Clearing and Opioids Part 1: The Opioid Epidemic and How We Got Here
It’s tough to avoid — when we talk about pain, the topic of opioid drugs often crops up. Many of us have taken prescription opioids, and even more of us have been affected by the opioid epidemic. Since opioids and opiates are such a big part of the overall pain conversation, we wanted to address them in a little more depth. For transparency, Clearing acknowledged that opioids may be suitable in very specific cases, but that for most cases of chronic pain, alternate pain relief approaches may achieve more sustainable, long-lasting success.
A brief history of opioids
If the word ‘opioid’ sounds like ‘opium’ to you, you’re not wrong. Opioids, which are synthetic narcotics formulated to silence pain signaling in the body, share a lot in common with natural opium, which is a non-medical drug that induces a sometimes euphoric sense of lethargy and painlessness.
Opium, heroin and morphine come from poppies (and yes, even the poppy seeds speckling your breakfast muffin contain trace amounts of opium.) As early as 3400 B.C., ancient Sumerians called the poppies “Hul Gil,” meaning “joy plant.” The Bible mentions opium as well. People took poppy extracts to help with toothaches, broken bones, and pretty much anything else that hurt. Relief was hard to come by then, and many cultures didn’t have anesthesia or dependable painkillers.
In 1898, Bayer started producing medical heroin for pain relief, though the U.S. government outlawed it by 1924. Still, soldiers injured during WWII welcomed morphine as a miracle drug, despite its addictive nature.
By the 1980s, pharmaceutical companies claimed to have developed drugs with the pain-conquering properties of opium products, but with lower addiction risks. In 1995, the FDA approved OxyContin. OxyContin and similar opioids, drug companies argued, were more strictly and precisely formulated, were more consistent, and weren’t as likely to foster addiction. These claims, however, have been crumbling throughout the past thirty years.
Why were opioids such commonly prescribed painkillers?
Opium derivatives like morphine and synthetic opioids like Oxycontin and Fentanyl have stuck with us because they often do work at quelling stubborn pain. They deliver a two-punch knockout to pain, first by jamming the body’s pain communication system while flooding the body’s natural painkiller receptors, and second by relaxing muscle groups, convincing the body and mind that everything is basically fine.
Unfortunately, this one-two punch is so “relaxing,” the body no longer notices pain signals and often lapses into a drowsy state. At high doses, sometimes the muscles that control breathing relax too much, leading to a coma or even death.
Does the U.S. really have an opioid epidemic?
Across the nation, more than 50 million Americans struggle with chronic pain. People in pain very much want to get their lives back, so it’s not surprising that patients who were once prescribed opioids find the struggle to get their prescriptions renewed or to find effective alternatives to be a very frustrating process.
Some patients try “pill mills,” clinics that prescribe OxyContin and other opioids without necessarily offering alternatives. While attempting to navigate a pain management landscape that keeps letting them down, others end up trying black market medications or street opiates like heroin.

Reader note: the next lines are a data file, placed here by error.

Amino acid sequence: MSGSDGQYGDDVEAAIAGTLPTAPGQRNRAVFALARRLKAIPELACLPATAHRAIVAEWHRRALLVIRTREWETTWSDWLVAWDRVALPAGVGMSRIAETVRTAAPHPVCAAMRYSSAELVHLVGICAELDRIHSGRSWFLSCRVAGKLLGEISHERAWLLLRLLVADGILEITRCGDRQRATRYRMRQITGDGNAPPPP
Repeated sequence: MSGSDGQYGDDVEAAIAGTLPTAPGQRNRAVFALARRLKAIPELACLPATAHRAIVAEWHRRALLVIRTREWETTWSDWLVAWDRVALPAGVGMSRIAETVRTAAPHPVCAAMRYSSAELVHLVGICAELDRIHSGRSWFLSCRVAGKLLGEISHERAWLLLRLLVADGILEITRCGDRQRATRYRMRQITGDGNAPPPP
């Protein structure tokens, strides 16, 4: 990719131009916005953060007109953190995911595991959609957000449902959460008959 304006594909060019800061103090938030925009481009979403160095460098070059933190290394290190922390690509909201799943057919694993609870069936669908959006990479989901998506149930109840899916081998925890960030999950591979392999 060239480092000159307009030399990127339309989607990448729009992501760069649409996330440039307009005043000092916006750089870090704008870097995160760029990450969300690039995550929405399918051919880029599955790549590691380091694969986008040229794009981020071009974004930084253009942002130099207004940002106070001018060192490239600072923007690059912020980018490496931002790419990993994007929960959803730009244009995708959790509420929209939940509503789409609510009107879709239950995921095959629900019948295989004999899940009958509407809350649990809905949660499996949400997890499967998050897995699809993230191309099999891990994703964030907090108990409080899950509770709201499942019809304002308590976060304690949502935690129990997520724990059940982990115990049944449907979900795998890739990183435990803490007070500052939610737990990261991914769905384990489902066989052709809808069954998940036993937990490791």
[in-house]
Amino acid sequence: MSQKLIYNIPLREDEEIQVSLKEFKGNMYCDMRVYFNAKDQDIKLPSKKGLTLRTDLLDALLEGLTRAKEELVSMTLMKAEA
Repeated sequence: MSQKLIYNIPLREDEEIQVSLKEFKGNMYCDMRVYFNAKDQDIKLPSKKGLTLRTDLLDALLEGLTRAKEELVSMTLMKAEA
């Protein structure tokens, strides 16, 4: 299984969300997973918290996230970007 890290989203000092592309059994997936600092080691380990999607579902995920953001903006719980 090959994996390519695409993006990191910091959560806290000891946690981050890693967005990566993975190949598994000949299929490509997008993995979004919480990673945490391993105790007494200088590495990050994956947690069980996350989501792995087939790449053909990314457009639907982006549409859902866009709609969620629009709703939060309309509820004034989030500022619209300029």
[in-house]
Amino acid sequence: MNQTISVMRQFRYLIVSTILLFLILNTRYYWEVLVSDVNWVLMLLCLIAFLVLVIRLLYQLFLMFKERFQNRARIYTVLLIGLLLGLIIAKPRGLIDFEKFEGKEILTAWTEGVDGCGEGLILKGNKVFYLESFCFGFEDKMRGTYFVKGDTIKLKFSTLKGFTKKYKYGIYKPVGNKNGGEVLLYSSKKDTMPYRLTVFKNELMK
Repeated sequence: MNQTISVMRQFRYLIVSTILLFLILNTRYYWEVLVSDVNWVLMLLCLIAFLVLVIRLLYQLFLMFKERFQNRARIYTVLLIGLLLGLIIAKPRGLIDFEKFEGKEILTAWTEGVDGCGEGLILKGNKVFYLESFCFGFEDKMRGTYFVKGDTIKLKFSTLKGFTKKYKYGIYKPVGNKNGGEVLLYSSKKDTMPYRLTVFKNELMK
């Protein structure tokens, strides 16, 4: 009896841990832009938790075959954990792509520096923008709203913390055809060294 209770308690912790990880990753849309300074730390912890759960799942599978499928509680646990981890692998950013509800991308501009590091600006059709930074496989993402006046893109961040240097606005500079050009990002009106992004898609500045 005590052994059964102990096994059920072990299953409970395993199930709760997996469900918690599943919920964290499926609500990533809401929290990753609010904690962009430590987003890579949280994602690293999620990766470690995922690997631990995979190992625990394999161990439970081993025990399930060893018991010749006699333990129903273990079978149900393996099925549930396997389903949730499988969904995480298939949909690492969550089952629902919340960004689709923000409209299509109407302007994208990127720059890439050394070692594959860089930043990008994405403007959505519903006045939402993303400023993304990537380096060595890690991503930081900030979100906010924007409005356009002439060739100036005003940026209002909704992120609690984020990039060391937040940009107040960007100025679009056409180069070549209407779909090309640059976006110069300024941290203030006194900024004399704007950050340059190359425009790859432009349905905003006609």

This is a cascade of pain-relief seeking that often ends in tragedy. Opioids now kill more Americans than any other kind of drug overdose. In 2019, close to 50,000 Americans died from opioid overdoses, and 10 million misused prescription opioids.
Part of the epidemic’s nastiness is due to how opioids function in the body. As the body adapts to opioids, it can require higher and higher doses to render the pain tolerable. The body, however, can only take so much. Opioids aren’t picky about who they affect, either — teenagers, veterans and senior citizens all show up in the grim statistics.
Why are so many Americans in pain?
We don’t know for sure. We do know that more than 50 million Americans have chronic pain, and even more struggle with periodic pain throughout their lives.
Pain has a mental component, too, and can feel more severe for people who are also depressed or lonely. Unfortunately, many Americans confess to being lonely and struggle to find happiness. This loneliness might make them feel more stressed and more sensitive to pain.
So what can be done about chronic pain?
As a glimmer in the midst of the opioid epidemic, researchers have been finding many non-opioid ways to treat pain. In a few, very specific circumstances, such as recovering from surgery, doctors still advise prescribing opioids for limited periods of time. But in most cases, including for patients with chronic pain, opioids fail to maintain their effectiveness, and too often lead to addiction and a cycle of negative results.
In the U.S., the Department of Human Health and Services (HHS) advocates a five-point strategy against opioid misuse:
- Offer better access to treatment and recovery services
- Support drugs that reverse overdoses
- Use public health principles to learn more about the epidemic
- Conduct better research on pain and addiction
- Find and publicize better approaches to pain management
Clearing’s part in offering something better than opioids
Clearing supports the HHS mission to help end the opioid epidemic and find better ways to deal with pain. We connect patients in pain with specialists who have advanced training in pain management strategies and treatments.
This article is for informational purposes only and does not constitute professional medical advice. Always seek the advice of your healthcare professional with any questions or concerns you may have regarding your individual needs and medical conditions.